Republican Senate The action between the White House and a Republican Senate could make Moshe Ya’alon’s feud with the Obama administration look like Tiddly-Winks.
The warning by Israeli Finance Minister Yair Lapid that there is a crisis between Israel and the Americans may well be true. He’s alarmed at the refusal of the top tier of the Obama foreign policy team to receive Defense Minister Moshe Ya’alon. But there’s a much bigger crisis brewing for the administration over Middle East policy. It’s the rift — wider than I can recall it — between the White House and the Congress. It involves not only Israel but also Iran.
It’s a crisis that, to judge by the latest polling on the congressional election, could shortly get worse. This is because of the possibility — not a certainty — that Americans will give Republicans, the more pro-Israel party, control of the Senate. No wonder President Obama has decided that if he can get a deal with the mullahs, he will, as reported by David Sanger of The New York Times, “do everything in his power to avoid letting Congress vote on it.”
That is astonishing enough, given that the Constitution grants Congress fundamental powers on foreign affairs, including that treaties must be ratified by two-thirds of the Senate. Administrations make all sorts of agreements that fall short of being treaties and on which Congress doesn’t vote. They rarely do so with an eye to unraveling the work of the Congress. What President Obama appears to be working toward is gutting sanctions that Congress enacted — by an overwhelming margin.
“Congress will not permit the president to unilaterally unravel Iran sanctions that passed the Senate in a 99 to 0 vote,” is how the Times quotes Senator Mark Kirk, the leading Republican backer of the sanctions, as putting the point. The chairman of the Foreign Relations Committee, Senator Robert Menendez, a Democrat of New Jersey, is quoted as stating any pact “cannot allow Iran to be a threshold nuclear state.”
The Times also quotes the Iranian foreign minister, Mohammad Javad Zarif, as mocking the administration by saying it will have a “harder job” convincing Congress than selling any deal in Iran. That was underscored last year by the Nuclear Weapon Free Iran Act. The measure would have required that were Iran to default on any agreement, sanctions would be restored and even tightened.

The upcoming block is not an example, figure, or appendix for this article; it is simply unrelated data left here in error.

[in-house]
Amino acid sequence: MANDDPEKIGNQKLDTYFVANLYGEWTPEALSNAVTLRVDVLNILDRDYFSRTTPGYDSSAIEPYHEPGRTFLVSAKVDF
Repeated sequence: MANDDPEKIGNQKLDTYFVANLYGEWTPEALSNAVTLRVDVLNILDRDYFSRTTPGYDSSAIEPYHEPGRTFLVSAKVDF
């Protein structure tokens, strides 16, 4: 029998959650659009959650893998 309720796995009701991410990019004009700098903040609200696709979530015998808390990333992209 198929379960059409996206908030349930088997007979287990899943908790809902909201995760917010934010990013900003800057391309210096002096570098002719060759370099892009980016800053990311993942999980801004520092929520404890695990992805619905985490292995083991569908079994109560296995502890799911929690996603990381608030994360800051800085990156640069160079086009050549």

As it turned out, the Democratic leadership — and the American Israel Public Affairs Committee — flinched putting the Nuclear Weapons Free Iran Act to a vote. But what’s going to happen if the Republicans gain control of the Senate? By my quick count, two thirds of Menendez-Kirk’s 60 or so co-sponsors — a few short of a veto-proof majority — were Republicans. Theirs is the party that has emerged as the more supportive of a hard line in the Middle East.
It’s less likely that Congress would flinch if the Republicans gain control of the Senate. On the contrary, the Senate will be more likely to assert itself in foreign affairs. So welcome to the constitutional no-man’s land between the White House and the Congress. The action there could make Moshe Ya’alon’s feud with the Obama administration look like Tiddly-Winks.
Trouble between the president and Congress, after all, normally erupts when both the Senate and the House are controlled by one party and the presidency by another. Think Richard Nixon, a Republican who was forced to resign the presidency by a Democratic Congress. Or Ronald Reagan, the nadir of whose presidency came in its final quarter when the Senate was recaptured by the Democrats and issued its report condemning him for the so-called Iran Contra Affair.
It’s not my purpose here to suggest that Ya’alon or anyone else should take lightly a deterioration in relations between Israel and the White House. It is my aim to suggest that what has changed is neither Israel nor the Congress but the Democratic Party, which at its last convention booed a proposal to recognize Jerusalem as the capital of Israel and which handed up, in President Obama, America’s most left-wing president.
Not that the Republicans are immune from ideological struggles, and a big one is being brought to a head by Senator Rand Paul of Kentucky. He was one of the few Republicans who declined to co-sponsor the Nuclear Weapons Free Iran Act. He was just on the cover of Time as the “most interesting man in politics.” He is a long, long way from the presidency he’s seeking. But he would be, in the best sense, a stickler on the Constitution — and hew to a more libertarian line on foreign affairs. He’d be less likely to send our GIs into battle without a war declaration. He’s more likely to let other countries, including Israel, run their own affairs — thus less likely to give allied war ministers, like Moshe Ya’alon, cause for complaint.
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